Jump for joy: Newborn Grevy’s zebra foal welcomed in Miami

The new, as yet unnamed, Grevy's zebra colt foal at Zoo Miami. 
The new, as yet unnamed, Grevy’s zebra colt foal at Zoo Miami. © Ron Magill/Zoo Miami

A newborn Grevy’s zebra foal made his first public appearance at Zoo Miami at the tender age of four days old.

The striped cutey – the 16th successful birth of this endangered species at Zoo Miami – cavorted in his enclosure and hung out with his mum in public for the first time on Thursday.

The colt foal was born on Sunday, October 18, to a first-time mother who is just three. His dad is 17 years old and came from White Oak Conservation Center in Northern Florida.

The Grevy's zebra colt foal born at Zoo Miami on October 18.
The Grevy’s zebra colt foal born at Zoo Miami on October 18. © Ron Magill/Zoo Miami

The foal weighed in at 104 pounds and his birth followed a 13-month gestation.

The zoo is hosting contest to choose a name for the colt, with entries needing to be in by November 5.

While Grevy’s zebras are white with black stripes, at birth a foal is born with reddish-brown stripes that may turn black by one year. However, some animals tend to always have a brown tinge. The striped pattern, which is like a fingerprint and is unique for each individual, helps the zebra blend in with a background of grasses and shrubs, making it nearly invisible to predators.

Currently, fewer than 200 Grevy’s zebras live in fewer than 50 accredited North American zoos.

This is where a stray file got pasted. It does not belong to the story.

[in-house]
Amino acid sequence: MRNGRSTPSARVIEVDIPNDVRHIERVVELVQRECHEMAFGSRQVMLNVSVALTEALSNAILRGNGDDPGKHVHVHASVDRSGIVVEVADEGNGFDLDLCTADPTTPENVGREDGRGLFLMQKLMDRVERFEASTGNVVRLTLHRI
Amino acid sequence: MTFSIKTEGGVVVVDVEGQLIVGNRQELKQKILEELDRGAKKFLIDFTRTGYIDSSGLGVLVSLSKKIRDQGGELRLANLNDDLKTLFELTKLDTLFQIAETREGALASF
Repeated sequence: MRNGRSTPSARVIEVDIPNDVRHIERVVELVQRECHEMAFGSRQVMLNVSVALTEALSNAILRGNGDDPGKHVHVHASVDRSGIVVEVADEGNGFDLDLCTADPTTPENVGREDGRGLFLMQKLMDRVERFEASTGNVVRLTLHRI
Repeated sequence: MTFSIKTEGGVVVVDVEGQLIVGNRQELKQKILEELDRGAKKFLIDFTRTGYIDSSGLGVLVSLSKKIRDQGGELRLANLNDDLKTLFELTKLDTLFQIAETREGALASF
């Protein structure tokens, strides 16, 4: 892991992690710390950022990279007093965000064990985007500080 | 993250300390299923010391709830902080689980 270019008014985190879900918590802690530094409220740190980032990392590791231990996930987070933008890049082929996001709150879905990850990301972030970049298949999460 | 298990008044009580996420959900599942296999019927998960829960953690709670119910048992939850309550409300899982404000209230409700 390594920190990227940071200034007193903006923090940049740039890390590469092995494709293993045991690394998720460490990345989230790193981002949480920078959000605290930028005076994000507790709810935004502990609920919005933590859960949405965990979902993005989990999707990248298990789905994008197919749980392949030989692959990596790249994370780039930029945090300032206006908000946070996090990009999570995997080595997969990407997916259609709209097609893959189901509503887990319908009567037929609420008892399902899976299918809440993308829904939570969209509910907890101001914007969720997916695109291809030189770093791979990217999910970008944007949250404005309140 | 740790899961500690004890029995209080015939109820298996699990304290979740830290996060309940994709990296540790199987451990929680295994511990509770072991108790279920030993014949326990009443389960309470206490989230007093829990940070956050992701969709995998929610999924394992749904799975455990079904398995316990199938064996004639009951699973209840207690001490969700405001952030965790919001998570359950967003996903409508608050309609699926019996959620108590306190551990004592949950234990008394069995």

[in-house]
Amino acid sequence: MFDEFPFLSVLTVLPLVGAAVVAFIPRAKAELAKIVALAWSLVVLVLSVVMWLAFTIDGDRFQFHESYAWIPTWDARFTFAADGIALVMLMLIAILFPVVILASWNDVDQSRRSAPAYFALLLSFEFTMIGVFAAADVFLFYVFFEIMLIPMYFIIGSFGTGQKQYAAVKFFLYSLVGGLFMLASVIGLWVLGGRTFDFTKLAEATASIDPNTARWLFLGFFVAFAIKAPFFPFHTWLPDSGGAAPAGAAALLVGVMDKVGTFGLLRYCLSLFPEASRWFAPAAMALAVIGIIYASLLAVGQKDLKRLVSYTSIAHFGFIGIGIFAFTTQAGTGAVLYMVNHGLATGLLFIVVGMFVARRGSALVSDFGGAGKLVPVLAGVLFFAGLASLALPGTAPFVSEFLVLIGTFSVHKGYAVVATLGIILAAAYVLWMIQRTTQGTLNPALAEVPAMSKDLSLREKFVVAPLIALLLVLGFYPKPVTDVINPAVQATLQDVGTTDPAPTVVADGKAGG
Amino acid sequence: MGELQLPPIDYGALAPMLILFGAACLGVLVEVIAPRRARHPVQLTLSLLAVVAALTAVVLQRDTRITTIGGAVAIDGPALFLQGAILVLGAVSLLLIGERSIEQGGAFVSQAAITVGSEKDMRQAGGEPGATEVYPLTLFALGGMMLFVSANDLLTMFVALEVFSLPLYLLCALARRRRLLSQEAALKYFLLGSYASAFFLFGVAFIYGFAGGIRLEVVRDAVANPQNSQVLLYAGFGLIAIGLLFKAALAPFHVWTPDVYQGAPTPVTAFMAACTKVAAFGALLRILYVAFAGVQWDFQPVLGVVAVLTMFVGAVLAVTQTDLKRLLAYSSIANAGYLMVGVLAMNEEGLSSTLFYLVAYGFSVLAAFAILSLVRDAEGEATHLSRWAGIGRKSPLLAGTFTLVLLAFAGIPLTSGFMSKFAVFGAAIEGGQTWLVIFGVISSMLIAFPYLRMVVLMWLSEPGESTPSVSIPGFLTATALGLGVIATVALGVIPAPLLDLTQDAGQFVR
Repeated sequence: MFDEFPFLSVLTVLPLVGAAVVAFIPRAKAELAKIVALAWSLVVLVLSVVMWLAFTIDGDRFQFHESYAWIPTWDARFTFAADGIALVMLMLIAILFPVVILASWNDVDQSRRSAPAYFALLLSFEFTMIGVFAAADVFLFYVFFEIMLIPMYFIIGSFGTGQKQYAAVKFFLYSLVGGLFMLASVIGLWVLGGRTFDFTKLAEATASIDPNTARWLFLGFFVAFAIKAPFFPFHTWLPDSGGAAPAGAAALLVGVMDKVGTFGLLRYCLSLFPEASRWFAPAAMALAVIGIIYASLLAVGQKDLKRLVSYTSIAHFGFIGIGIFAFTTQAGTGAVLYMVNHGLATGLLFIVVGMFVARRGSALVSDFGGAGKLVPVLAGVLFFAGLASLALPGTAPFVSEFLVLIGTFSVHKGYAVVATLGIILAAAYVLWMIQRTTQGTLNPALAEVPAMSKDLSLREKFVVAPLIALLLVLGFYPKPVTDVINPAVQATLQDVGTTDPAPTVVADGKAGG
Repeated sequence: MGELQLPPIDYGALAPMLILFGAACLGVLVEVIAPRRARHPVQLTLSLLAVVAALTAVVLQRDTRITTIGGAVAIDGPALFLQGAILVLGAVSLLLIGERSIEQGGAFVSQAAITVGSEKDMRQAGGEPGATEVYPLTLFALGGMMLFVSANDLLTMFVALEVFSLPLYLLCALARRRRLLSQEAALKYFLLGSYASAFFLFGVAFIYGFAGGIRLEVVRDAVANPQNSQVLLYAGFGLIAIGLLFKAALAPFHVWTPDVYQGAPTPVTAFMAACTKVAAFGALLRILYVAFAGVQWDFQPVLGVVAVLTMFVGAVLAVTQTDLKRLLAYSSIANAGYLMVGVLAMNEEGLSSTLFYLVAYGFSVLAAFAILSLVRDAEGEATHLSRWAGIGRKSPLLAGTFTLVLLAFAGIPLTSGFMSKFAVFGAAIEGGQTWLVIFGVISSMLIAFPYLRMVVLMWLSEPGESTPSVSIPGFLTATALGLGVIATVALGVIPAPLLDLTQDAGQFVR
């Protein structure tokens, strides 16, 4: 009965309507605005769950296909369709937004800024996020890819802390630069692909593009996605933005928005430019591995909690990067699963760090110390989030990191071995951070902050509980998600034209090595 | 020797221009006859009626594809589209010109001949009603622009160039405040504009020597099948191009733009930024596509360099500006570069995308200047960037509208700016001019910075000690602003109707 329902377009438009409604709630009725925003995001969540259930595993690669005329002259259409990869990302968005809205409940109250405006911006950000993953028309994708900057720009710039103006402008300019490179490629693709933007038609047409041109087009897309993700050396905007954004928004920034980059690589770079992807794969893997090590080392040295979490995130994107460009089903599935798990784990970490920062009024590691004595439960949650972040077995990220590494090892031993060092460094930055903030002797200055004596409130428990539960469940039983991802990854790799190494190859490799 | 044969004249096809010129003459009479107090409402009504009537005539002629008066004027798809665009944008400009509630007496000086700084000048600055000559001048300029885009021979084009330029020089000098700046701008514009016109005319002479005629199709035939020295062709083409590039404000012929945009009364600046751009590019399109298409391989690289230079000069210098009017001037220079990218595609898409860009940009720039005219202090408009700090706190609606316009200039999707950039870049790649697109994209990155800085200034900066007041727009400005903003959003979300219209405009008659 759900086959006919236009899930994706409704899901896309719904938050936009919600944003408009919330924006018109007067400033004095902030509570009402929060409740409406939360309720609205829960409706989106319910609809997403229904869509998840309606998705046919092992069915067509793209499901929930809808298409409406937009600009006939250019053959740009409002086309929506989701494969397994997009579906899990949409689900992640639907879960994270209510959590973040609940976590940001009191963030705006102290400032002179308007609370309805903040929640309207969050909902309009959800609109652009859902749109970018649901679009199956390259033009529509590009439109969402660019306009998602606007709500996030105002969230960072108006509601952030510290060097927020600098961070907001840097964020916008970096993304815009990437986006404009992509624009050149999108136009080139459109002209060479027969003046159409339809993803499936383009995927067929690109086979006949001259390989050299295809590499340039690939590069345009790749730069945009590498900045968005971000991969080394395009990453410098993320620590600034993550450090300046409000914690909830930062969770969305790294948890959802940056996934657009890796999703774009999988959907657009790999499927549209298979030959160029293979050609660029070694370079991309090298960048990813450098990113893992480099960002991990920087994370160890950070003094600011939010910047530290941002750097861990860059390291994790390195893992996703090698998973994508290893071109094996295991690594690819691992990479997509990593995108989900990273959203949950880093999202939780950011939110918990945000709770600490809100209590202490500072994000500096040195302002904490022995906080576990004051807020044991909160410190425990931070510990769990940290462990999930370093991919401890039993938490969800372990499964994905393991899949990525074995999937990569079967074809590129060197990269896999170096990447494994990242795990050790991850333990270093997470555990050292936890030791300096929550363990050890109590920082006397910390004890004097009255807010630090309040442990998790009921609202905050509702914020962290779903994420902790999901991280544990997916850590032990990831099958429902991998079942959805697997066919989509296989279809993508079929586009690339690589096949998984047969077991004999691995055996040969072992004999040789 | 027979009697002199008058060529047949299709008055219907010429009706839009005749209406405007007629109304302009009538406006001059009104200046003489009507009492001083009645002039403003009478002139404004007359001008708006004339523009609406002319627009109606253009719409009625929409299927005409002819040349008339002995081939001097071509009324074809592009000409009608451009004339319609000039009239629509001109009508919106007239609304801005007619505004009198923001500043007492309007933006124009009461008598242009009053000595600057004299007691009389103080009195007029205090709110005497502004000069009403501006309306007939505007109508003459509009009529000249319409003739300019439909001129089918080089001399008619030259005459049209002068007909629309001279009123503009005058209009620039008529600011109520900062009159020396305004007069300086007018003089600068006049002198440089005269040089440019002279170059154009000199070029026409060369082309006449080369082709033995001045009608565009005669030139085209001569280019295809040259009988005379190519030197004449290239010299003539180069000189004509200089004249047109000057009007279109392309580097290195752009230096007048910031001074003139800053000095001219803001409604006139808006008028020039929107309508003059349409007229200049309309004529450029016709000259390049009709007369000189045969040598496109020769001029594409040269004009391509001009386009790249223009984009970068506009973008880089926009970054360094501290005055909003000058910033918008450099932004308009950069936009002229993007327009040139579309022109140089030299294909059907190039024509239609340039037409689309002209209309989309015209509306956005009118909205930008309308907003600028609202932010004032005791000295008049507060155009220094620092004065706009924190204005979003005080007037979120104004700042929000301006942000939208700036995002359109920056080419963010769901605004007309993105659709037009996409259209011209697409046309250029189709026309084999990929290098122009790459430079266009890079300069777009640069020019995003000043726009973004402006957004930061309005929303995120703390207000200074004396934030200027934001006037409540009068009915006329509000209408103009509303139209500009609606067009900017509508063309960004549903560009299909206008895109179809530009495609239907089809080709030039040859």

Grevy’s zebras, which are the largest of all wild equids, are listed as endangered on the Red List of Threatened Species of the International Union for Conservation of Nature (IUCN).

The species is now found only in its native habitat of northern Kenya and southern Ethiopia and is considered to be extinct in Somalia. Researchers estimate that the Grevy’s zebra population has declined by more than 50 percent over the past two decades, with only about 2000 remaining in the wild.

Major threats to the species include reduction of and competition for water sources; habitat degradation and loss due to overgrazing; and hunting. Most Grevy’s zebras live outside of national parks on communal lands, making community participation in their conservation critical.

Images below © Ron Magill/Zoo Miami




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